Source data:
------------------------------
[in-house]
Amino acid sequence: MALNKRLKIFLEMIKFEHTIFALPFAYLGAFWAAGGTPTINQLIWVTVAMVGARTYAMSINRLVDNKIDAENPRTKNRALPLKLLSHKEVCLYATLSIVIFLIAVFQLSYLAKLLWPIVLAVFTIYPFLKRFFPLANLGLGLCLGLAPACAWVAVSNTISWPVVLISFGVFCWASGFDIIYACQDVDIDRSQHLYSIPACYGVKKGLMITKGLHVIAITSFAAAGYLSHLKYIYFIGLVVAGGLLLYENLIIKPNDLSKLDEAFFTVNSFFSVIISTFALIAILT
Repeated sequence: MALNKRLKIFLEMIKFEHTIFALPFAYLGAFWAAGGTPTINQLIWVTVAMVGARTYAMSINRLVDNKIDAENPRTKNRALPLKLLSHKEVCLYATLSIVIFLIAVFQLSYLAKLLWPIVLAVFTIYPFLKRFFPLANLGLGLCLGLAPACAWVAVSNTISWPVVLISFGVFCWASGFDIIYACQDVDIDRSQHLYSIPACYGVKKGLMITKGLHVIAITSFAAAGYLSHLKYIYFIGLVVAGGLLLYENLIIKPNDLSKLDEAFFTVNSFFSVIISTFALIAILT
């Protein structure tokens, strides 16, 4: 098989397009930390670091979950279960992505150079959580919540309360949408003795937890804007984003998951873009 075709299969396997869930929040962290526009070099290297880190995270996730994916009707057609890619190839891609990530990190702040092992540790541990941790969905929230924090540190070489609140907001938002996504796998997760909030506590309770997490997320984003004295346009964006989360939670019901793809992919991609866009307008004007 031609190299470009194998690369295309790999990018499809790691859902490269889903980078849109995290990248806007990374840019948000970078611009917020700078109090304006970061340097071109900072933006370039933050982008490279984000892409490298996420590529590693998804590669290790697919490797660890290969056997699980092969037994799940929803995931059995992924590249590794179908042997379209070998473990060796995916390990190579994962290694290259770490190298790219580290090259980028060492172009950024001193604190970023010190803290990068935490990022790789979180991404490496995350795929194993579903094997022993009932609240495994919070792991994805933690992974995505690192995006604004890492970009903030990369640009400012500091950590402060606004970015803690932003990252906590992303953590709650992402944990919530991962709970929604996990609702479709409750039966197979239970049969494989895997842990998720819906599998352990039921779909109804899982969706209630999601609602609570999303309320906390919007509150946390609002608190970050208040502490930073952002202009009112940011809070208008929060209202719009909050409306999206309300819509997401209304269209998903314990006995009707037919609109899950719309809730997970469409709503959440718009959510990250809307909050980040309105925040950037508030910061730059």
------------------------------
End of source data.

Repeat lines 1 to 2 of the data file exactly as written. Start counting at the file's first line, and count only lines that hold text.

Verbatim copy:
[in-house]
Amino acid sequence: MALNKRLKIFLEMIKFEHTIFALPFAYLGAFWAAGGTPTINQLIWVTVAMVGARTYAMSINRLVDNKIDAENPRTKNRALPLKLLSHKEVCLYATLSIVIFLIAVFQLSYLAKLLWPIVLAVFTIYPFLKRFFPLANLGLGLCLGLAPACAWVAVSNTISWPVVLISFGVFCWASGFDIIYACQDVDIDRSQHLYSIPACYGVKKGLMITKGLHVIAITSFAAAGYLSHLKYIYFIGLVVAGGLLLYENLIIKPNDLSKLDEAFFTVNSFFSVIISTFALIAILT